Bronson ended up attending Eastern Michigan University (“right down the street from the University of Michigan” in Eric’s words), originally pursuing a degree in computer information systems, but soon switched to a communications technology major (“Somewhat related to the media field, and I could pursue photography”) and honed his photography chops on the well-respected student daily newspaper, the Eastern Echo. There he worked his way up from staff photographer to photo editor, ending up as Managing Editor of the entire paper for his last two years. Those last two years also coincided with the paper garnering two prestigious Pacemaker Awards, considered the Pulitzer Prize of college journalism.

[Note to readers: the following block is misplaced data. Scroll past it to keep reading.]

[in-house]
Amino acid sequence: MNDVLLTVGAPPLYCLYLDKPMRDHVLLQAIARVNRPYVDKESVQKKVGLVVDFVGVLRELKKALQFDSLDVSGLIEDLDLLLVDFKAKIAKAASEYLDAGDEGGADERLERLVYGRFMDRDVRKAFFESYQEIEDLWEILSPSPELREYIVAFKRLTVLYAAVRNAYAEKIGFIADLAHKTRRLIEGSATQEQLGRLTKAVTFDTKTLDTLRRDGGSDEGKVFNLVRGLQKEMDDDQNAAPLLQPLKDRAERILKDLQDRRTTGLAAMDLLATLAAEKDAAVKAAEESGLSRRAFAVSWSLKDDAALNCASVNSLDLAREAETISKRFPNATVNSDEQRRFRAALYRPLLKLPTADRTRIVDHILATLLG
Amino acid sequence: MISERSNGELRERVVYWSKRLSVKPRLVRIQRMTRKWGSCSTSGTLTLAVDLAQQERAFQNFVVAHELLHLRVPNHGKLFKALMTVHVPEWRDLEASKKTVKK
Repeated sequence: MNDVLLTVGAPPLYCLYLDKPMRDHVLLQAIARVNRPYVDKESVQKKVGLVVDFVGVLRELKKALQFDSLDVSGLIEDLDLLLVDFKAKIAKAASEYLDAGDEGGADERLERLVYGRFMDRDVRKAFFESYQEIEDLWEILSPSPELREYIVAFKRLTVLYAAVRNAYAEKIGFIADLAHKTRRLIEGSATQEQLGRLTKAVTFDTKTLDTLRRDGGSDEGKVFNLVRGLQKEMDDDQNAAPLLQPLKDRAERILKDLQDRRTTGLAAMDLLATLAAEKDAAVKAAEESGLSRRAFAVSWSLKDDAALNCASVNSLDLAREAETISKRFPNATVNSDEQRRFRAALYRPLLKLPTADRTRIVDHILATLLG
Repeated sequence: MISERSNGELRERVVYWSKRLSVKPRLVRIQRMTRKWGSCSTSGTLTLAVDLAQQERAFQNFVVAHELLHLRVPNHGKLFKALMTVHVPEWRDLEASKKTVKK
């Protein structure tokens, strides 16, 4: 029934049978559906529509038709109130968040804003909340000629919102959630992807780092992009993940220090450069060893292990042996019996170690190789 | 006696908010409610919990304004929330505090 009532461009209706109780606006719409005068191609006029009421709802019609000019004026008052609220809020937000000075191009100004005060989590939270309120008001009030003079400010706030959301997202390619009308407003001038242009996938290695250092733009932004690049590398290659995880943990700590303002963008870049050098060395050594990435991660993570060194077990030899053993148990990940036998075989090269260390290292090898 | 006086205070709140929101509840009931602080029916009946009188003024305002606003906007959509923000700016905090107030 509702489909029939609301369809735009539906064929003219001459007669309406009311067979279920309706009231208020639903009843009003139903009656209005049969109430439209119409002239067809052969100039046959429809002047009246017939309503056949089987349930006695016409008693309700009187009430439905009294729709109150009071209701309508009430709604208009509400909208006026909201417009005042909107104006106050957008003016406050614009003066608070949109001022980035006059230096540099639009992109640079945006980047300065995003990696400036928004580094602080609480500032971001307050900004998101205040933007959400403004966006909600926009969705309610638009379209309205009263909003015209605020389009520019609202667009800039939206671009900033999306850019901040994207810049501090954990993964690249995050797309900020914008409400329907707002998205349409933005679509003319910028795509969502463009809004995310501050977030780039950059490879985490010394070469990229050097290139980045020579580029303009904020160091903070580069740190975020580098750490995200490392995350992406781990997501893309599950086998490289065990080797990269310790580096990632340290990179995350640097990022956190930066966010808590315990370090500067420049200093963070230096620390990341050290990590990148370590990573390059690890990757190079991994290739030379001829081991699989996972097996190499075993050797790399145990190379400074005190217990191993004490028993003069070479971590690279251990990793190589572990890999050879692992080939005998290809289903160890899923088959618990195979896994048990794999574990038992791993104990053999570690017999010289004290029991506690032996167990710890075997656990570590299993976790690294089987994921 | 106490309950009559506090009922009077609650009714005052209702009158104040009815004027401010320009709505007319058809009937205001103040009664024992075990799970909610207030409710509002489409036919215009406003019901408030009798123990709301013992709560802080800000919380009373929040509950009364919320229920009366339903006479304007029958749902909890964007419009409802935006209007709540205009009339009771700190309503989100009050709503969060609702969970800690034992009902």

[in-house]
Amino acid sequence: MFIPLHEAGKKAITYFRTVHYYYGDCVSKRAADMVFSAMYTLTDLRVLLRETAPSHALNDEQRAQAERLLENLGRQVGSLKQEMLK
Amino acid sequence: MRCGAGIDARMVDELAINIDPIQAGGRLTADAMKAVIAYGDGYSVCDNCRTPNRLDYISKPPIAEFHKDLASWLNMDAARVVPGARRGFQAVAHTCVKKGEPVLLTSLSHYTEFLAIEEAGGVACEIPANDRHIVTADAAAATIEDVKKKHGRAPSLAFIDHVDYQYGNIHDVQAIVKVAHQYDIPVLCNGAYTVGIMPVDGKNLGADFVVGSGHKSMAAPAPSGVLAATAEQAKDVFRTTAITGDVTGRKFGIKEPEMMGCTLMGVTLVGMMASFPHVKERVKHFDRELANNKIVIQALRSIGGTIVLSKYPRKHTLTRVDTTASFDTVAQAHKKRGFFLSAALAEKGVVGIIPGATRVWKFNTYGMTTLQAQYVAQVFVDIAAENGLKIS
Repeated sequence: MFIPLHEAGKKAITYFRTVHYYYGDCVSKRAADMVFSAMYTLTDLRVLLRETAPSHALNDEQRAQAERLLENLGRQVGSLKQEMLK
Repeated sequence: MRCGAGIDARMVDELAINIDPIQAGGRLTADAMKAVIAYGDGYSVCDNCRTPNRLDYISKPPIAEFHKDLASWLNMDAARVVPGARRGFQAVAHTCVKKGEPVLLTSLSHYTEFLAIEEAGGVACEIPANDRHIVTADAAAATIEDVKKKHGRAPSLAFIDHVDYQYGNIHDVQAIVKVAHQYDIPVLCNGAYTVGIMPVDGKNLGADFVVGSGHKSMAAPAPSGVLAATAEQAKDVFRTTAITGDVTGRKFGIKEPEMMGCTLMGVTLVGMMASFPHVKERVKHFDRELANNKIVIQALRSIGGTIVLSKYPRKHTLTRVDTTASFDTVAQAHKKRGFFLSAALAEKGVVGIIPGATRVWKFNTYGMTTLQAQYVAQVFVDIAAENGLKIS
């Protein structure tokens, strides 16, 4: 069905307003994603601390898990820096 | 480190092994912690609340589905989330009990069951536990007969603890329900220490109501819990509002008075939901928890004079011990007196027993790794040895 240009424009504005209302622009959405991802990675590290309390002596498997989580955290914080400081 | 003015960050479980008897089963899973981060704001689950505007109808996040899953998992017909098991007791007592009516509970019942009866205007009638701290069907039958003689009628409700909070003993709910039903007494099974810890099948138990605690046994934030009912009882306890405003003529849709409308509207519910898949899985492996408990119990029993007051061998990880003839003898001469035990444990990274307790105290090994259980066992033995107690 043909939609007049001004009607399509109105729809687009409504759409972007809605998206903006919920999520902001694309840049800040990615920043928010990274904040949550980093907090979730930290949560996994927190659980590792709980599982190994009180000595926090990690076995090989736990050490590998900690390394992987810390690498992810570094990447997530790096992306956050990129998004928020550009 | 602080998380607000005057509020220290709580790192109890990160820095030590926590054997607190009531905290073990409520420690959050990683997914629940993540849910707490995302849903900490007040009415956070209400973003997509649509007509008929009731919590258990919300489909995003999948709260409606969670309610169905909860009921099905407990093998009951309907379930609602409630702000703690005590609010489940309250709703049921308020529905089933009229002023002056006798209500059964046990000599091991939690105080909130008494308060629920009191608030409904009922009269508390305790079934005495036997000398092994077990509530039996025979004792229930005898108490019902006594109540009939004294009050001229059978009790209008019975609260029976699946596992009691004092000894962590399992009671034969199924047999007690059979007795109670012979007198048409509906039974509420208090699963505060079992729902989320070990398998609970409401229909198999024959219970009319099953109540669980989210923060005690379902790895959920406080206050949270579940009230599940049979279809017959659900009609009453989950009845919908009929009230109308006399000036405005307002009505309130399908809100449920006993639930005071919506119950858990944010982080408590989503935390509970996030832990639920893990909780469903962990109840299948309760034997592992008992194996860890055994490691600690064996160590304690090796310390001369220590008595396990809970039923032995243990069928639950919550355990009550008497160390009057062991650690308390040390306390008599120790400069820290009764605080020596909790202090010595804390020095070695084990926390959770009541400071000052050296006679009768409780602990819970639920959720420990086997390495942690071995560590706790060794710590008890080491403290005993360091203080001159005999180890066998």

After graduating from Eastern Michigan in 2003, Bronson went to work for a small studio that was on contract with the University of Michigan athletic department. That proved to be a great learning experience for Bronson, but he switched gears after three years and with a little prodding from one of his best buddies, ended up moving to Alaska. “One of my best friends had been working on boats up there for years and we kept talking about it, and I had been to Alaska before,” he said. “I figured if I was going to try this, now would be the time in my life to do it. So I went and wound up working as a deck hand on a boat and shooting wildlife and landscape photography.”